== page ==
The tariffs President Trump imposed on imported steel and aluminum have been a drag on a lot of Ohio industries, including Columbus’s local craft beer scene.
Central Ohio is home to more than 40 craft breweries, and many of them can their own beer. And those cans take a whole lot of aluminum.
Seventh Son Brewing, like many local breweries, gets its cans from outside the country. Seventh Son co-founder Collin Castore says local breweries using aluminum cans can only get them from outside the U.S. because no stateside manufacturers make the type of cans they need.
Castore says even though the tariffs only increased prices by about a penny a can, those pennies add up.
“We all have to buy cans by the truckload, so that’s actually already raised it a couple thousand—for a lot of people—it's raised it a couple thousand bucks per truckload,” Castore says.
Those price increases bring the age-old question: Should brewers pass them on to customers, or plug their noses and drink it themselves? Ohio State economist Ned Hill says if prices get too high, brewers could reach another tipping point.
“If the price rise is enough, then what will happen is there's always the possibility to substitute to bottles,” Hill says.
But Castore says that it's easier said than done. Switching from a canning to bottling operation means completely different equipment, with prices reaching six figures.
“It’s not just the can itself, it’s also the PakTech topper that comes on it, it’s also the cardboard case that comes on it, there’d be a lot of additional steps to go through to kind of transition into bottles,” Castore says.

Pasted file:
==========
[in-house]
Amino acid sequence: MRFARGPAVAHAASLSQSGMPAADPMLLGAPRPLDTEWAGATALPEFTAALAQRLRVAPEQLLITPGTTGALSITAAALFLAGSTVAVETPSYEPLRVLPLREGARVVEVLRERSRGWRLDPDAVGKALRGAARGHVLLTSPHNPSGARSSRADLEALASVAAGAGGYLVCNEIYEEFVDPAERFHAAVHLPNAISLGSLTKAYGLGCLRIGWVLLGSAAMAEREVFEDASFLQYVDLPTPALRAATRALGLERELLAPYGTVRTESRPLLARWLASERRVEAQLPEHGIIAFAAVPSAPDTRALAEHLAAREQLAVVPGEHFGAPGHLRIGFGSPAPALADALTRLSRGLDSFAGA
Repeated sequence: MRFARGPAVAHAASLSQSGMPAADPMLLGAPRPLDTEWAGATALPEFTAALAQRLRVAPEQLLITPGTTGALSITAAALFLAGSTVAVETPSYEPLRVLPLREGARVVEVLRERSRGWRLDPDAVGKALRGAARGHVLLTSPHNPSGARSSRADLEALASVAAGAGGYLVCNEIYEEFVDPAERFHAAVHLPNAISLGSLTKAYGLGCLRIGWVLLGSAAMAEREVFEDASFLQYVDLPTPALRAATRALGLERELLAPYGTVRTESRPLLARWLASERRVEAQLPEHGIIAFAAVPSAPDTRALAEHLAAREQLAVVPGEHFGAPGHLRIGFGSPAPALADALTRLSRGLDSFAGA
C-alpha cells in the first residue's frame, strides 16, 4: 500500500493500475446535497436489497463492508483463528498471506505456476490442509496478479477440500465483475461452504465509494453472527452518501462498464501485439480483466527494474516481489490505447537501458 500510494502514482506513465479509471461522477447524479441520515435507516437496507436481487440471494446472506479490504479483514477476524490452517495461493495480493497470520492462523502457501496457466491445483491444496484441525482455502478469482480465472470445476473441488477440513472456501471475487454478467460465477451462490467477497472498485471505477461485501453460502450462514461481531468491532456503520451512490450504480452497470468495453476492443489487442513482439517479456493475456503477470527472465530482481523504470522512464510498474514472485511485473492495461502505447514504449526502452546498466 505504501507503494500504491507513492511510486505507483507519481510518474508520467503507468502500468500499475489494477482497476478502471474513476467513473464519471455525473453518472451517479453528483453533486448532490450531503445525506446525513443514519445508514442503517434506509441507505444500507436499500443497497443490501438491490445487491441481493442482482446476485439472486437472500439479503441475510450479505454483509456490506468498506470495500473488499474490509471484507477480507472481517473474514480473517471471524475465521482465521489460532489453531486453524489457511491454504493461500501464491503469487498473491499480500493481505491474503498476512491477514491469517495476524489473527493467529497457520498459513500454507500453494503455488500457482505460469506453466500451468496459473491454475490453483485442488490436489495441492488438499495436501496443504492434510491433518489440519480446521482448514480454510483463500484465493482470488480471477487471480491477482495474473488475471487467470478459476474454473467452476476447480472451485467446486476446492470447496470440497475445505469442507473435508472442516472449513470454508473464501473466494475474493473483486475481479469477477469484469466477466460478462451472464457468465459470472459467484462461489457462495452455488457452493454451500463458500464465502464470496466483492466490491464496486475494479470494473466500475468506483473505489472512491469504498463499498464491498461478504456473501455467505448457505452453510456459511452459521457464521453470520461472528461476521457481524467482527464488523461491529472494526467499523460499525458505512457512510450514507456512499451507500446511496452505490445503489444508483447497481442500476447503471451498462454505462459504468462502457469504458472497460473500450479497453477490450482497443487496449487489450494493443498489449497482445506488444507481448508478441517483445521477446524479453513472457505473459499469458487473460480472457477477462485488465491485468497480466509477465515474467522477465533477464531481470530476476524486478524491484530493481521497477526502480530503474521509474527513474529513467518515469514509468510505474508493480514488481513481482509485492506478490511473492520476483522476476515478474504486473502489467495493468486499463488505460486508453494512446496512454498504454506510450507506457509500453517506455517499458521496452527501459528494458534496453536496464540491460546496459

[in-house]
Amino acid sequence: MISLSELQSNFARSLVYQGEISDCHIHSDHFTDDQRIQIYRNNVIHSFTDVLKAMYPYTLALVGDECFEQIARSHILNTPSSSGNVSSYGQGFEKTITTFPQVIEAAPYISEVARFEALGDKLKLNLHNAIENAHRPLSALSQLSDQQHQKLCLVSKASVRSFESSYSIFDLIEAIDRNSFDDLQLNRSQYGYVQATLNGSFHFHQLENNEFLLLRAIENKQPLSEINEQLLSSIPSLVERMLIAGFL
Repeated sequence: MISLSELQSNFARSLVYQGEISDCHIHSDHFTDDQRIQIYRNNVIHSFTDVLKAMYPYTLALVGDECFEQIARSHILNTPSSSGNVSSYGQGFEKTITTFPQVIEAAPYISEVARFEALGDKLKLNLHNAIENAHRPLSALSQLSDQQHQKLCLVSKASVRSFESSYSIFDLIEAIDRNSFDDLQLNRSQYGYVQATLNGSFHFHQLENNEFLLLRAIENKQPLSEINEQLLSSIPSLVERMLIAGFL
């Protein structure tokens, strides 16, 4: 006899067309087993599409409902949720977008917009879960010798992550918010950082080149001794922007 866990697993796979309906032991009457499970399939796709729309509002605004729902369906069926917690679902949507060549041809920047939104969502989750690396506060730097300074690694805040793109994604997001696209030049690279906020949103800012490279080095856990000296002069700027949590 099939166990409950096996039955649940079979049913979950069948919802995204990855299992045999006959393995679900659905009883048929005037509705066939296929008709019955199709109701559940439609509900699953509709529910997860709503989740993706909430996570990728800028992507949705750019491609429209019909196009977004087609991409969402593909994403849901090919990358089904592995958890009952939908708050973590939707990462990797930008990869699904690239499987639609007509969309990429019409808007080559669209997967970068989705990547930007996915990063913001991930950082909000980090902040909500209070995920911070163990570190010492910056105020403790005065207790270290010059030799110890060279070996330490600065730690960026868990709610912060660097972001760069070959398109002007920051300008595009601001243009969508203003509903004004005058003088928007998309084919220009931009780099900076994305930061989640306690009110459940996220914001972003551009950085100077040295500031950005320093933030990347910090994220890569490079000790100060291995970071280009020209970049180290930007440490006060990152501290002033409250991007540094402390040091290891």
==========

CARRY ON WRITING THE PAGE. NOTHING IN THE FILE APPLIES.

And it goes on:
Seventh Son and most other local brewers don’t plan on raising prices, Castore says, at least for now. But if the tariffs continue, he says that the price tag on your favorite Seventh Son beer will inevitably go up.
“Nobody wants to be that guy to raise the price of your four-pack or six-pack of beer,” he says.
That’s why brewers are fighting back.
Castore also leads the board for the Ohio Craft Brewers Association. In May, he went to a National Brewers Association event called the Capitol Hill Climb to help lobby against the tariffs. He says their action led to brewers becoming exempt from steel tariffs, which would have increased equipment prices.
When Trump announced the steel and aluminum tariffs back in March, he said steel and aluminum companies in the U.S. were being treated unfairly by other countries.
“More importantly, because of that, our workers in our country have not been properly represented," Trump told reporters. "So we’re going to build our steel industry back and we’re going to build our aluminum industry back."
But, Hill isn’t buying it. He says higher prices on imported steel will naturally drive up prices for domestic steel and offset any perceived advantage.
As for Castore, the tariffs also leave him feeling flat.
“I only see the craft beer industry and other industries ending up getting hurt from it,” he says.